53 T.C. 459 (1969), 548-64, Epstein v. Commissioner of Internal Revenue

Docket Nº:548-64, 549-64, 1819-64, 1824-64.
Citation:53 T.C. 459
Opinion Judge:HOYT, Judge:
Party Name:HARRY L. EPSTEIN AND ESTELLE EPSTEIN, ET AL.,[1] PETITIONERS v. COMMISSIONER OF INTERNAL REVENUE, RESPONDENT
Attorney:John Blyer Callahan and Herbert Morse, for the petitioners. Harry Morton Asch and Martin Schainbaum, for the respondent.
Case Date:December 24, 1969
Court:United States Tax Court
 
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Page 459

53 T.C. 459 (1969)

HARRY L. EPSTEIN AND ESTELLE EPSTEIN, ET AL.,[1] PETITIONERS

v.

COMMISSIONER OF INTERNAL REVENUE, RESPONDENT

Nos. 548-64, 549-64, 1819-64, 1824-64.

United States Tax Court.

December 24, 1969

John Blyer Callahan and Herbert Morse, for the petitioners.

Harry Morton Asch and Martin Schainbaum, for the respondent.

By separate declarations of trust made and executed on Sept. 20, 1960, petitioners Harry Epstein and Robert Levitas, the two controlling stockholders of United Management Corp. each created two trusts for the benefit of their children. On that same date, United Management Corp. sold two of its rental properties to the newly created trusts. Held:

1. The fair market value of the properties sold by United Management Corp. to the trusts exceeded the fair market value of the consideration received by it from such trusts.

2. The difference between the fair market values of the properties sold and consideration received constituted a constructive distribution of property to petitioners Harry Epstein and Robert Levitas.

3. Harry Epstein's one-half allocable share of such distribution, as ultimately received by the two trusts he created, constituted a taxable gift from him to each of such trusts.

4. Estelle Epstein, who consented on her husband's 1960 gift tax return to have one-half of his gifts considered as having been made by her, is liable for an addition to tax pursuant to sec. 6651(a) by reason of her failure to file a gift tax return for 1960.

HOYT, Judge:

Respondent determined deficiencies in petitioners' income and gift taxes and additions to tax under section 6651(a)[2] for the taxable year 1960 as follows:

Docket Petitioners Tax Deficiency Additions

No. to tax

548-64 Harry L. Epstein and Estelle Epstein Income $32,477.40

549-64 Robert B. Levitas and Leah A. Levitas Income 29,845.27

1819-64 Estelle Epstein Gift 3,598.74 $899.68
1824-64 Harry L. Epstein Gift 3,598.74

After various concessions by the parties, the following issues remain for our decision:

(1) Whether the fair market value of the property sold by the United Management Corp. exceeded the fair market value of the consideration received by it from the trusts created by the two controlling stockholders of the corporation for their children. (2) If so, whether the difference between the fair market values of the properties sold and consideration received would constitute a

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constructive distribution of property to the two controlling stockholders of the corporation. (3) If one of the controlling stockholders was the recipient of a constructive distribution of property, whether the ultimate receipt of such property by the trusts should be treated as a taxable gift from such stockholder to each of such trusts to the extent that no consideration was paid therefor. (4) Whether Estelle Epstein, who consented on her husband's 1960 gift tax return to have one-half of his gifts considered as having been made by her, is liable for an addition to tax pursuant to section 6651(a) by reason of her failure to file a gift tax return for 1960.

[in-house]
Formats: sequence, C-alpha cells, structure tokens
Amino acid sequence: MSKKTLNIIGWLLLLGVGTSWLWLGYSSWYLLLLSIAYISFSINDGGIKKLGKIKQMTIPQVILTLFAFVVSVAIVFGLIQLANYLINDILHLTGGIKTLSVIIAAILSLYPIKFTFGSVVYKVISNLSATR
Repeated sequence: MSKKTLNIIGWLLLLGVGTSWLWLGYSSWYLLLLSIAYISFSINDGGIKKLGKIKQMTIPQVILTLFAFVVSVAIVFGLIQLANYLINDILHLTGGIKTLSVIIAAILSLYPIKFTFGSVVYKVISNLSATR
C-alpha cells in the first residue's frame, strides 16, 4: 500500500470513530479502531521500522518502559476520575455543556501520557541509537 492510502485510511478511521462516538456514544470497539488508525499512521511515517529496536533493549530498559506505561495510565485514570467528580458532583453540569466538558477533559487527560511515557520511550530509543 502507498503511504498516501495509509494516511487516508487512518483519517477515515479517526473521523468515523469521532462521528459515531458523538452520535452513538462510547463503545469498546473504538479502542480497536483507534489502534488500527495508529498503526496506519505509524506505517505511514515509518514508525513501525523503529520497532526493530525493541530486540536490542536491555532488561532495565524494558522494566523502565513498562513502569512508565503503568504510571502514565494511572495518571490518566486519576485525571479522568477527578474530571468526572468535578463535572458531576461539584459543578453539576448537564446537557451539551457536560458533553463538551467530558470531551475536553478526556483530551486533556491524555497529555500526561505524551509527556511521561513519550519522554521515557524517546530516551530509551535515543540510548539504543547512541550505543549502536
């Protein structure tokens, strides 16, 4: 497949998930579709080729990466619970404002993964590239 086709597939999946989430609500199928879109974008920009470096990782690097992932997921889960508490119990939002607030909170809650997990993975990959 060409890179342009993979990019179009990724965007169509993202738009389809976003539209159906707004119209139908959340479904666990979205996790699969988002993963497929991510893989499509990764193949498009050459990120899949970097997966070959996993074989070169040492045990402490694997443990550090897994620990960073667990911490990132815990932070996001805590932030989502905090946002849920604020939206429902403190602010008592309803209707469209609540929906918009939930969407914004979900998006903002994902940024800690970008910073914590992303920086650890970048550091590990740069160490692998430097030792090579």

FINDINGS OF FACT Some of the facts have been stipulated and are so found. The stipulation and exhibits thereto are incorporated herein by this reference. Harry L. Epstein and Estelle Epstein, the petitioners in docket No. 548-64, are husband and wife. At the time of the filing of the petition herein, they reside in Shorewood, Wis. They filed a joint Federal income tax return for the taxable year 1960 with the district director of internal revenue at Milwaukee, Wis. Robert B. Levitas and Leah A. Levitas, the petitioners in docket No. 549-64, are husband and wife. At the time of the filing of the petition herein, they resided in Portola Valley, Calif. They filed a joint Federal income tax return for the taxable year 1960 with the district director of internal revenue at San Francisco, Calif. Harry L. Epstein, the petitioner in docket No. 1824-64, filed a gift tax return for the taxable year 1960 with the district director of internal revenue at Milwaukee, Wis. Estelle Epstein, the petitioner in docket No. 1819-64, consented on her husband's gift tax return to have one-half of his gifts considered as having been made by her. She did not file a gift tax return for the taxable year 1960. Of the total amount reported on Harry Epstein's 1960 gift tax return, $1,000 ($500 allocable to Harry and $500 to Estelle) is attributable to gifts of future interests. During all the time periods involved in these cases, Harry Epstein and Robert Levitas were the controlling stockholders of United Management Corp. United Management Corp. is engaged in the corporate management services and rental real estate businesses. It elected pursuant to subchapter S of the Internal Revenue Code to be taxed as a small business corporation during its fiscal year ending July 31, 1961, and all time periods involved herein. The balance sheet of United Management Corp. for its fiscal year ending July 30, 1961, shows that its accumulated Page 461 earned surplus as of August 1, 1960, was $103,108.99, and its accumulated earned surplus on July 31, 1961, was $103,102.99. During its fiscal year ending July 31, 1961, and all time periods with which we are concerned, the officers and directors of United Management Corp. were Harry Epstein (president), Robert Levitas (vice president), and Irene Casten (secretary). The stockholders were Harry Epstein (126 shares), Robert Levitas (125) shares, and Irene Casten (1 share). The stated value of the capital stock in United Management Corp. owned by Harry Epstein and Robert Levitas, on September 20, 1960, was $252. Prior to September 20, 1960, United Management Corp. was the owner of improved real property located at both 1110 North 7th Street, San Jose, Calif. (hereinafter referred to as the San Jose property), and 800-840 Tennessee Street, San Francisco, Calif. (hereinafter referred to as the San Francisco property). The San Francisco property was acquired at sometime in 1952 at an approximate cost of $225,000. At the time of this acquisition a mortgage was put on the property, such mortgage bearing an interest rate of 4 1/2 percent. The San Francisco property consists of a level lot having dimensions of 188 feet on 19th Street, 201 feet 9 inches on Tennessee Street, and 201 feet 9 inches on Minnesota Street for a total lot area of 37,929 square feet. The property is improved with a two-story building, 50 years of age or older, which, as of September 20, 1960, was in excellent condition and maintenance. The building has a concrete foundation, a first floor built of concrete, and a second floor built of wood. The ceiling height of the ground floor is 18 feet and the ceiling height of the second floor is 20 feet. The ground floor of the building, having brick sidewalls and exposed timber ceiling, is unfinished. The second floor, with an approximate area of 37,000 square feet, had, as of September 20, 1960, an area of 7,274 square feet of finished office space. An additional amount of the unfinished area of the second floor, roughly 2,800 square feet, has since been converted to office space, with appropriate improvements costing approximately $100,000. The property is adjoined on the Minnesota Street side by a railroad spur, approximately 200 feet in length, and has six loading bays on the Minnesota Street side and four loading bays on the Tennessee Street side. The building has two freight elevators, one hydraulic and the other electric. The San Francisco property is in an area which is zoned for heavy industrial use. There are many other multistoried buildings located in this heavy industrial zone. As of September 20, 1960, the first floor of the building was used for the distribution of liquor and for the storage of products. The second Page 462 floor was used partially for the manufacture of paper boxes and, as mentioned above, partially for office space. While the first floor of the building is quite adequate in meeting any storage or manufacturing demands made upon it, the second floor fails, in certain functional aspects, to meet such demands. The second floor operation is partially obsolescent due to a poor elevator situation (only two of them) combined with the excessive ceiling height of the first floor (18 feet). This results in increased labor costs. With the advent of industrial parks, in cheaper land areas, and the construction of one-level buildings, the demand in San Francisco and other major cities for second floor space for a storage or manufacturing operation has been greatly curtailed. The one-level type of operation eliminates some of the functional deficiencies inherent in a two-level operation with the resultant benefit of much lower labor costs. While the second floor of this building is not functionally obsolete as office space, the building is not located in an office rental area and could not yield as much rental income as is normally received in such an area. The assessed value of the San Francisco property for real property tax purposes as of the year 1965 was $73,510, $22,510 being allocable to the land and $51,000 being allocable to the building. In the San Francisco area the assessed valuation of real estate usually equals 25 percent of the amount the assessor fixes as the fair market value of the real estate. As of September 20, 1960, there was a lease in effect covering a portion of the ground floor and second floor with lobby entrance at 800 Tennessee...